Visualization applications generally fall into the following categories:

  • Animations - 3D digital movies made from computer models
  • Renderings - 2D images made from computer models
  • Direct 3Dviews - real-time interactive web-based 3D visualizations
  • ShapeShot™ - real-time interactive web-based 3D facial images

Animations

When most people think of computer animation they think of the neat special effects in blockbuster movies and the animated explanations of complex events on the nightly news, such as train accidents. Yes - 3D models are frequently used for those types of animations . But often these animations are pure visualizations where the dimensional accuracy of the objects is less important – as long as it looks good.

Our brand of 3D scanning and modelling is more valuable when the quality of the models is critical, such as for museum objects, or military simulations, or for animating highly recognizable objects for tv commercials such as cars. These situations require accuracy and authenticity, which scanning provides, so the objects in the animations look as real as possible. Often real colours and textures are captured and applied to provide that much more realism.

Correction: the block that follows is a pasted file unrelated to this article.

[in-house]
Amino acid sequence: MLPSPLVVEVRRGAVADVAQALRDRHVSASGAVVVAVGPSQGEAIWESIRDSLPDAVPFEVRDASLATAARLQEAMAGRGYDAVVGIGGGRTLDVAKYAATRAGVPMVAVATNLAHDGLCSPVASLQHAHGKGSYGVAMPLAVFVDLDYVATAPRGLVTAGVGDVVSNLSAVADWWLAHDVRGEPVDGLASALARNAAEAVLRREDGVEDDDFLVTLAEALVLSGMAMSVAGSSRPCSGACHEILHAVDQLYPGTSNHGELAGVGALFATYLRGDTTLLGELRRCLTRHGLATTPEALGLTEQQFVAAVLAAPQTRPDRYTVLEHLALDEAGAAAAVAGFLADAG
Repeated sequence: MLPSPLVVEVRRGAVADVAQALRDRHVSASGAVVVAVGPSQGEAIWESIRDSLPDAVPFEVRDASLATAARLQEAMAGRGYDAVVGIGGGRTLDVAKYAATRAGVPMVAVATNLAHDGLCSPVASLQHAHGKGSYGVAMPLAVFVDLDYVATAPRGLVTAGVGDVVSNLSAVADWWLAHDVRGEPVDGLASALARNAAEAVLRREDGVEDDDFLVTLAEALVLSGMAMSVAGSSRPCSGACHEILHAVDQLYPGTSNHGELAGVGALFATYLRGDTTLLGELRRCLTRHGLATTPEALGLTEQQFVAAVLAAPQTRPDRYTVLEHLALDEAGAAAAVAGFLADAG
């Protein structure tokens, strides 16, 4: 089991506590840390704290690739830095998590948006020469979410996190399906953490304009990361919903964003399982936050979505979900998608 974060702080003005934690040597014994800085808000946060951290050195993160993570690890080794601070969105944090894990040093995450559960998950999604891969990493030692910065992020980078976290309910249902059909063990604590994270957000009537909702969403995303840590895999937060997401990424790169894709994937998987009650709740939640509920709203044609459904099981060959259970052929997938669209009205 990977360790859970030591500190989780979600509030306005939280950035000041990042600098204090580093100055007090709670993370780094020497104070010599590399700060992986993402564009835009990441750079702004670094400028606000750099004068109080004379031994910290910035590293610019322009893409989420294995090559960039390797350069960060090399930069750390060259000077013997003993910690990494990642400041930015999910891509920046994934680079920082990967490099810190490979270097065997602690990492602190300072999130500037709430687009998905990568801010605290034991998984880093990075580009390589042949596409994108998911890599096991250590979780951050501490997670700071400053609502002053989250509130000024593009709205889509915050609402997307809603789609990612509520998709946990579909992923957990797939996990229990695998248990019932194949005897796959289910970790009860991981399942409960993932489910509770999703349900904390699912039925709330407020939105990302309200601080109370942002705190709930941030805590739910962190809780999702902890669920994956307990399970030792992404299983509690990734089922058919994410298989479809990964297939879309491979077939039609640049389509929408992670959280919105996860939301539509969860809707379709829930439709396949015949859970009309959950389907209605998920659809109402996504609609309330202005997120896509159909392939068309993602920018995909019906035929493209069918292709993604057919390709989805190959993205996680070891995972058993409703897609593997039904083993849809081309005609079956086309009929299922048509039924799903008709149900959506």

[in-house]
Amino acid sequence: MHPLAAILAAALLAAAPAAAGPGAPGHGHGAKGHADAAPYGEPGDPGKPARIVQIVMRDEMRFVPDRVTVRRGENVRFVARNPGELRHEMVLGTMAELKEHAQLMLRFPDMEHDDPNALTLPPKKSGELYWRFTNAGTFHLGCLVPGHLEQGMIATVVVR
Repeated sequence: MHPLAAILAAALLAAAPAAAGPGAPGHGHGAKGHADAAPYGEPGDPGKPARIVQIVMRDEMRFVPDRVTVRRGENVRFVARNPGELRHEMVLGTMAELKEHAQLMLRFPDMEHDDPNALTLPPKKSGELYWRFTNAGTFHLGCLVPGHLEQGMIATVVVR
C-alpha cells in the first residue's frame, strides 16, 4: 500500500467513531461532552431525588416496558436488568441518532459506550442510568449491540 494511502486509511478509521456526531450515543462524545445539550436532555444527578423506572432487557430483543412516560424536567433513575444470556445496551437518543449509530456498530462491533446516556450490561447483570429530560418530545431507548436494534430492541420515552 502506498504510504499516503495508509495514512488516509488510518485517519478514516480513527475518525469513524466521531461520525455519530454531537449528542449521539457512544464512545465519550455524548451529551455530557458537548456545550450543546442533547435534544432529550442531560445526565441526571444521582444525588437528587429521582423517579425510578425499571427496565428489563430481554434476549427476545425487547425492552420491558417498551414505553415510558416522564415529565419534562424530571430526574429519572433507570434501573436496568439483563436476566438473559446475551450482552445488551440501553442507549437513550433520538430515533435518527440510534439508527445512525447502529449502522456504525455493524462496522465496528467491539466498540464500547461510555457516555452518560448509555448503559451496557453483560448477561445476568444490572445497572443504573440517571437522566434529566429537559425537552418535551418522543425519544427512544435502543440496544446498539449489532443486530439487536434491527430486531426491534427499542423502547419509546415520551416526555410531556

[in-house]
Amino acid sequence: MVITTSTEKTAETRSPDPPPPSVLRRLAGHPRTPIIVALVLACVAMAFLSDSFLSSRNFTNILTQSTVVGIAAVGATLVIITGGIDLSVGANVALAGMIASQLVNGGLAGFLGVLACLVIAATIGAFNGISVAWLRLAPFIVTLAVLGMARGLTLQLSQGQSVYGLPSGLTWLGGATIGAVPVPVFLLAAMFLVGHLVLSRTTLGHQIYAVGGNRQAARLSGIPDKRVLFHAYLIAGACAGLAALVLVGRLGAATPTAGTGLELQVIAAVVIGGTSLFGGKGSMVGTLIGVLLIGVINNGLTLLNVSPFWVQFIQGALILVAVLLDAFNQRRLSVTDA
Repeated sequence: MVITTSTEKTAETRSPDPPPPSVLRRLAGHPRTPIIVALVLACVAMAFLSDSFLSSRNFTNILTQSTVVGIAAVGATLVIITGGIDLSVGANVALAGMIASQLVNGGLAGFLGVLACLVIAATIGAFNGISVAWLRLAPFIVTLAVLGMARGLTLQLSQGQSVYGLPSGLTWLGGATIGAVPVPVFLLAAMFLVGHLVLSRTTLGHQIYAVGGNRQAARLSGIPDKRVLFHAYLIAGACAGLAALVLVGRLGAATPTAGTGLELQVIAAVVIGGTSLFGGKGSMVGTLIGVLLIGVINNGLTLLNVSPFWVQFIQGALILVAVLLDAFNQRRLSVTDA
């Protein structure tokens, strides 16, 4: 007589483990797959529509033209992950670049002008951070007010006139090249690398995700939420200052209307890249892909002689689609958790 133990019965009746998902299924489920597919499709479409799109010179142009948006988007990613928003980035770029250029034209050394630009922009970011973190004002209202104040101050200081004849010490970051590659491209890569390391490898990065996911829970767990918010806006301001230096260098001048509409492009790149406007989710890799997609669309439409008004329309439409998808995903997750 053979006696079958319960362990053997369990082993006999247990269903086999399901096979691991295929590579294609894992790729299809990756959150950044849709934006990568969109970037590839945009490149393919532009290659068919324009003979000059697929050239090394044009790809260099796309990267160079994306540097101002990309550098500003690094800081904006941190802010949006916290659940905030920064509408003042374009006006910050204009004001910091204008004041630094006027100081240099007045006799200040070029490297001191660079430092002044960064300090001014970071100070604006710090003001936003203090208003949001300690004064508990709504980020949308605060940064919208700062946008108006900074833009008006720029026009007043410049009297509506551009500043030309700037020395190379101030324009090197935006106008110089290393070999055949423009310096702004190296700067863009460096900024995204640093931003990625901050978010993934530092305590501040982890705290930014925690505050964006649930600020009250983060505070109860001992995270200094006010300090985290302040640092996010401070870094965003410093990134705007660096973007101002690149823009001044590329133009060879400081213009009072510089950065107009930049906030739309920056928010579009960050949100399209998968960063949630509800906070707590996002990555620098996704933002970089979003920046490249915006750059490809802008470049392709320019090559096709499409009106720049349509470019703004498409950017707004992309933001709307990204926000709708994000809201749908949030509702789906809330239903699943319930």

We have created numerous 3D animations from our 3D scanned models for a wide variety of applications including illustrating complex medical procedures, forensic analysis, describing historic preservation sites, and even for Hollywood movies and commercials.

Renderings

Rendering is the process of creating a still image from a 3D model. High-quality 2D renderings are often created from an existing 3D model that was originally captured for other purposes. These renderings can be used for graphical presentations, marketing, and even websites. For instance, if a product designer has created a hand-carved physical model for reverse engineering purposes, he can also use that same digital file to create awesome 2D images of his product for marketing graphics. The great thing about a rendering created from a 3D model is that it is highly accurate and quick to render out multiple lighting and background states to create multiple renderings without staging new photography shoots.